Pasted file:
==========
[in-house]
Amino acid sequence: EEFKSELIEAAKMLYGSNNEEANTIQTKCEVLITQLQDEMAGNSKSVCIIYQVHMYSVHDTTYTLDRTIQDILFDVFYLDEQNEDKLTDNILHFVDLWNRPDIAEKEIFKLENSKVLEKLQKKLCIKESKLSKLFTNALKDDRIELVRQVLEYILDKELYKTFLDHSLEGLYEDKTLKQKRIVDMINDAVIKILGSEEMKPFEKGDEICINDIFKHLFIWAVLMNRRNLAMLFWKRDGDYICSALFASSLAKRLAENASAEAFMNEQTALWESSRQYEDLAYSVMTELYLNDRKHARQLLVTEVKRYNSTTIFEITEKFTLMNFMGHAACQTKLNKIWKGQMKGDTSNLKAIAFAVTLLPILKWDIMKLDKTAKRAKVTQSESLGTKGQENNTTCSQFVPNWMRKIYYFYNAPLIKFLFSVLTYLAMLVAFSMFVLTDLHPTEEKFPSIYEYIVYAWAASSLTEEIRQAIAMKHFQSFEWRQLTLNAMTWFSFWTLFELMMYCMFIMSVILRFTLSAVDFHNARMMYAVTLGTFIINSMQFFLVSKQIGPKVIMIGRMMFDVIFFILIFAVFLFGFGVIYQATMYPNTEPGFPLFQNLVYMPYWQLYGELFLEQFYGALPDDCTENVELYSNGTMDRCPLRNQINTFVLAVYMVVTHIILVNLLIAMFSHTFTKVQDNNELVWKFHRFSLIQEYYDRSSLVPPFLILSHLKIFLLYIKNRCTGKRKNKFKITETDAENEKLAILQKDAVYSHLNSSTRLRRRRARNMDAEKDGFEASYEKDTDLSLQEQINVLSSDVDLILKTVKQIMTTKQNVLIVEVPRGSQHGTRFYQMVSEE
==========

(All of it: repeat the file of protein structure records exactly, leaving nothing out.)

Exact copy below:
[in-house]
Amino acid sequence: EEFKSELIEAAKMLYGSNNEEANTIQTKCEVLITQLQDEMAGNSKSVCIIYQVHMYSVHDTTYTLDRTIQDILFDVFYLDEQNEDKLTDNILHFVDLWNRPDIAEKEIFKLENSKVLEKLQKKLCIKESKLSKLFTNALKDDRIELVRQVLEYILDKELYKTFLDHSLEGLYEDKTLKQKRIVDMINDAVIKILGSEEMKPFEKGDEICINDIFKHLFIWAVLMNRRNLAMLFWKRDGDYICSALFASSLAKRLAENASAEAFMNEQTALWESSRQYEDLAYSVMTELYLNDRKHARQLLVTEVKRYNSTTIFEITEKFTLMNFMGHAACQTKLNKIWKGQMKGDTSNLKAIAFAVTLLPILKWDIMKLDKTAKRAKVTQSESLGTKGQENNTTCSQFVPNWMRKIYYFYNAPLIKFLFSVLTYLAMLVAFSMFVLTDLHPTEEKFPSIYEYIVYAWAASSLTEEIRQAIAMKHFQSFEWRQLTLNAMTWFSFWTLFELMMYCMFIMSVILRFTLSAVDFHNARMMYAVTLGTFIINSMQFFLVSKQIGPKVIMIGRMMFDVIFFILIFAVFLFGFGVIYQATMYPNTEPGFPLFQNLVYMPYWQLYGELFLEQFYGALPDDCTENVELYSNGTMDRCPLRNQINTFVLAVYMVVTHIILVNLLIAMFSHTFTKVQDNNELVWKFHRFSLIQEYYDRSSLVPPFLILSHLKIFLLYIKNRCTGKRKNKFKITETDAENEKLAILQKDAVYSHLNSSTRLRRRRARNMDAEKDGFEASYEKDTDLSLQEQINVLSSDVDLILKTVKQIMTTKQNVLIVEVPRGSQHGTRFYQMVSEE